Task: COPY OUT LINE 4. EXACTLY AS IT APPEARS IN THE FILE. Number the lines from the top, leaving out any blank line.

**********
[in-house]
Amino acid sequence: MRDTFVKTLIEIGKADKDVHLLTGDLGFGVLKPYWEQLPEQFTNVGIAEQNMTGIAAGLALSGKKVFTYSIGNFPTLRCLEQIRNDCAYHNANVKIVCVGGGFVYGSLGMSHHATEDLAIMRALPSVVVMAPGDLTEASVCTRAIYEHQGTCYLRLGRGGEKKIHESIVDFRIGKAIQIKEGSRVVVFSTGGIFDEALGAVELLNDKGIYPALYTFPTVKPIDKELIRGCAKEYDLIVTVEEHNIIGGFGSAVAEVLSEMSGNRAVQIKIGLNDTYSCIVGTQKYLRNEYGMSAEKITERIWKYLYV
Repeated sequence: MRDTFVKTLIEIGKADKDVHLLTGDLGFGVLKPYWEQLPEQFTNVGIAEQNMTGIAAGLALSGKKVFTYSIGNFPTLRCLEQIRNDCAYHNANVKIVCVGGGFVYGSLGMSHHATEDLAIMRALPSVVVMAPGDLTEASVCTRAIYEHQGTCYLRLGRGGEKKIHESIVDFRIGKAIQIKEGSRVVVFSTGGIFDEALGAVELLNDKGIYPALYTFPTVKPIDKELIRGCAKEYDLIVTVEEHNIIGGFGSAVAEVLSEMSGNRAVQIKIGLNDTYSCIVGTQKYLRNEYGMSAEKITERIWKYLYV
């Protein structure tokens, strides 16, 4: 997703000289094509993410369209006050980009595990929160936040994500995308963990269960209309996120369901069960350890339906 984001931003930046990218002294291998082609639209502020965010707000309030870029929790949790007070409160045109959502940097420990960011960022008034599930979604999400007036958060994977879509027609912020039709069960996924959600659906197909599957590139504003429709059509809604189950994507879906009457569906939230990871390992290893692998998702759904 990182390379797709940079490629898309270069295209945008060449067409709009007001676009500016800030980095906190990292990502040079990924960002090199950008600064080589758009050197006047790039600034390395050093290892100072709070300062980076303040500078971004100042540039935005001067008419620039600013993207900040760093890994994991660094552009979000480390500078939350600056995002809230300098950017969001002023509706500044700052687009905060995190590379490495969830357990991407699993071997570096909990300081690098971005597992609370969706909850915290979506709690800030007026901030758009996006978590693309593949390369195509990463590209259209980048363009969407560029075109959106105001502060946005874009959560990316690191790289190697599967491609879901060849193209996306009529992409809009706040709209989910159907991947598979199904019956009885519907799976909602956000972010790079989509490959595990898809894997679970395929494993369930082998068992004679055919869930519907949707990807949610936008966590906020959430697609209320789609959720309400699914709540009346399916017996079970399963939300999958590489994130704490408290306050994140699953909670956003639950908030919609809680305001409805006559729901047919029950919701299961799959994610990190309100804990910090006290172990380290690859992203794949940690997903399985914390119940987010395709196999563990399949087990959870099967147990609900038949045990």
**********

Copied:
């Protein structure tokens, strides 16, 4: 997703000289094509993410369209006050980009595990929160936040994500995308963990269960209309996120369901069960350890339906 984001931003930046990218002294291998082609639209502020965010707000309030870029929790949790007070409160045109959502940097420990960011960022008034599930979604999400007036958060994977879509027609912020039709069960996924959600659906197909599957590139504003429709059509809604189950994507879906009457569906939230990871390992290893692998998702759904 990182390379797709940079490629898309270069295209945008060449067409709009007001676009500016800030980095906190990292990502040079990924960002090199950008600064080589758009050197006047790039600034390395050093290892100072709070300062980076303040500078971004100042540039935005001067008419620039600013993207900040760093890994994991660094552009979000480390500078939350600056995002809230300098950017969001002023509706500044700052687009905060995190590379490495969830357990991407699993071997570096909990300081690098971005597992609370969706909850915290979506709690800030007026901030758009996006978590693309593949390369195509990463590209259209980048363009969407560029075109959106105001502060946005874009959560990316690191790289190697599967491609879901060849193209996306009529992409809009706040709209989910159907991947598979199904019956009885519907799976909602956000972010790079989509490959595990898809894997679970395929494993369930082998068992004679055919869930519907949707990807949610936008966590906020959430697609209320789609959720309400699914709540009346399916017996079970399963939300999958590489994130704490408290306050994140699953909670956003639950908030919609809680305001409805006559729901047919029950919701299961799959994610990190309100804990910090006290172990380290690859992203794949940690997903399985914390119940987010395709196999563990399949087990959870099967147990609900038949045990």